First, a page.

Blind Bear Finds a Fox
Chicago does the hiring process right, thanks to a a little luck.
Guest Contributor Robert Cascarano | mail@3PSMag.com
As the saying typically goes, “Even a blind squirrel finds a nut once in a while.” Well, in Chicago, the blind Bear found a Fox.
On January 19th, the Chicago Bears formally introduced John Fox as the 15th head coach in franchise history. Given the historic lows to which this team sunk in 2014, it’s not an exaggeration to suggest this was the most significant head coaching vacancy the Bears have ever had to fill.
Yet, with such a critical decision at hand, there was no reason to believe the organization could get it right (at least not intentionally). After all, this is a team who only once before hired a head coach with previous experience in the role, and that was when George Halas re-hired himself in 1958. As names like Todd Bowles, Teryl Austin and Dan Quinn surfaced, this expedition seemed destined to conclude with the Bears hiring another under-experienced captain to try and right the ship.
Suddenly, John Fox became available, and as Bears new General Manager Ryan Pace said: “The game changed.”
Thank goodness the game changed, because the Bears may have actually done it right this time. Not because the George McCaskey/Ted Phillips brain trust had a clear strategic plan. Rather, it was because John Elway and John Fox couldn’t see eye-to-eye. So instead of giving praise to the Bears for pulling this off, fans should instead give thanks to the Broncos Vice President and GM for ‘mutually’ parting ways with one of the game’s best head coaches.
I liken this to the 2000 draft when the Bears sat at the #9 spot, coveting two players: Virginia running back Thomas Jones and Michigan State wide receiver Plaxico Burress. When the Bears picked at #9 their top two targets had been taken off the board (Jones to Arizona and Burress to Pittsburgh). The Bears were forced to “settle” for their third choice, a defensive back from New Mexico named Brian Urlacher.
While credit should be given to Bears brass for aggressively pursuing Fox ounce he became available, they’ve never demonstrated the competence to deliberately make a significant franchise-improving move like this. Fox, like Urlacher simply fell into their lap, despite their plan.
Now that they have received such a gift, McCaskey and Phillips face a greater challenge, which is to not interfere! As Chairman McCaskey stated in a recent interview: “Now that we’ve got the GM and Head Coach in place, my job is to stay the hell out of the way let these guys do their jobs.” If that’s the blueprint McCaskey follows, Bears’ fans should feel reassured.
Fox brings a level of experience and credentials to Halas Hall that none of his predecessors ever possessed. Most recently, he produced a 46-18 record over four seasons in Denver, winning the AFC West each of those years (including his 1st year with Tim Tebow at Quarterback). His name is along-side legends like Don Shula, Dan Reeves, Bill Parcells, Mike Holmgren, and Dick Vermeil as the only six head coaches to lead two different teams to the Super Bowl.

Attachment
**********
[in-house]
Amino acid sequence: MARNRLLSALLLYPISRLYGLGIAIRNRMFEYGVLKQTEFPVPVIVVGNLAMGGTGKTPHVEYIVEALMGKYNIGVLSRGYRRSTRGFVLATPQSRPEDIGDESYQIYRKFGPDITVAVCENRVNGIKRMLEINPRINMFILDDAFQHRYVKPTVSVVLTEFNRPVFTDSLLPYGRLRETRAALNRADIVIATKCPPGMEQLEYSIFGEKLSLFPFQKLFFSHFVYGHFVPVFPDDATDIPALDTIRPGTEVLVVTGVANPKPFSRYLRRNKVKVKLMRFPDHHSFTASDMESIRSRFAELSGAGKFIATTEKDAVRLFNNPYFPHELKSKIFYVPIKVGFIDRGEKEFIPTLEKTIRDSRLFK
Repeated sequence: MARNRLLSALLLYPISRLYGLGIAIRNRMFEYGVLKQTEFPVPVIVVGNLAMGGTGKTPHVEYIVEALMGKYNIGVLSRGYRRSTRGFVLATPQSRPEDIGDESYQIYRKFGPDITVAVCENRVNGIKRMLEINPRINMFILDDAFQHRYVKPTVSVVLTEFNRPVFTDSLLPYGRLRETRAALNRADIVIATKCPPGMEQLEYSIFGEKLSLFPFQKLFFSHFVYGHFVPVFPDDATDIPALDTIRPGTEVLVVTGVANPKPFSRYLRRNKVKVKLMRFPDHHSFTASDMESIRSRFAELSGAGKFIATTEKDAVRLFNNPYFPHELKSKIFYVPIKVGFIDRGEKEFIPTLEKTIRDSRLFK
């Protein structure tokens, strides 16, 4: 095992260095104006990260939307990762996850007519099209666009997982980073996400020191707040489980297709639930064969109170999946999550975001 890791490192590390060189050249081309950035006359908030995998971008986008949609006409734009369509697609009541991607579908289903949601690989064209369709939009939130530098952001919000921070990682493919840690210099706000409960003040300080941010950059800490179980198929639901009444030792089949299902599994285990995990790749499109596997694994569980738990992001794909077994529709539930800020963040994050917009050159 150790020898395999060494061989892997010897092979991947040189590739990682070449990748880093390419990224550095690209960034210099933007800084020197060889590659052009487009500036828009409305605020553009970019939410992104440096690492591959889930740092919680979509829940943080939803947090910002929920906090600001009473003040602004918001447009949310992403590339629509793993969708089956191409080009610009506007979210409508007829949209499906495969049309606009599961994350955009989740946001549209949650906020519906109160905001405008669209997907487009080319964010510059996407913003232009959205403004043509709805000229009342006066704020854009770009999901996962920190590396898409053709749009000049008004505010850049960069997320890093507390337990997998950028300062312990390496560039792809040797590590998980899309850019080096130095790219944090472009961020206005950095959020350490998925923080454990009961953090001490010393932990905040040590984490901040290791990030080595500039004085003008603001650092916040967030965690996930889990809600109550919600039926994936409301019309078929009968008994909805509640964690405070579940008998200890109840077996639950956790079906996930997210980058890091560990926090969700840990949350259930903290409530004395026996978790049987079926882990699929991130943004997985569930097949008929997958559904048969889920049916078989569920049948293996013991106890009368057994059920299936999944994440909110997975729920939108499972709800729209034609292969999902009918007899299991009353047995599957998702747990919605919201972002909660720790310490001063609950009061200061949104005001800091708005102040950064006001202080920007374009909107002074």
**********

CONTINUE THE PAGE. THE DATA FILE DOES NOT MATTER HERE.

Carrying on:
In addition to a proven track record, Fox has the clout to attract top-notch assistant coaches to serve on his staff. He has already begun that phase with by adding of Vic Fangio as Defensive Coordinator. Fangio led a 49ers defense that dominated opponents under his control, ranking in the top 5 each year that he was Coordinator. More importantly for Bears fans, the 49ers went 4-0 against Green Bay while Fangio was there. One person who worked with Fangio in San Francisco and knows Chicago said, “Bears fans will love Vic, excellent coach and an even better guy.”
Fox then parlayed the Fangio hire by securing Adam Gase as his Offensive Coordinator. Gase served under Fox in Denver from 2011 – 12 as the Quarterbacks’ coach and 2013 – 14 as the Offensive Coordinator, being an instrumental part to the Bronco’s historical offensive output of 2013. Gase also spent a year as Brandon Marshall’s Wide Receiver coach in Denver.
Less than thirty days ago the Bears were being led by the NFLs version of Moe, Larry and Curly (Marc Trestman, Aaron Kromer and Mel Tucker). Today, pundits can honestly say the Bears have one of the most potent staffs in the league.
Fox certainly has his work cut out for him by turning around a dismal team that suffered a train-wreck of a season in 2014. That said, he’s done it before and certainly has a better chance to do in Chicago than any other candidate the Bears had in mind.
Regardless of how the Bears landed Fox, they did. Call in dumb luck, which it certainly was, but we’ve all heard the phrase about being lucky as opposed to good.
In his press conference, Fox said his job is “like holding jello.” With that analogy, Coach Fox immediately connected to Bears fans everywhere, because that’s what it’s been like for them to try and hold onto hope that the team may actually become a legitimate NFL contender.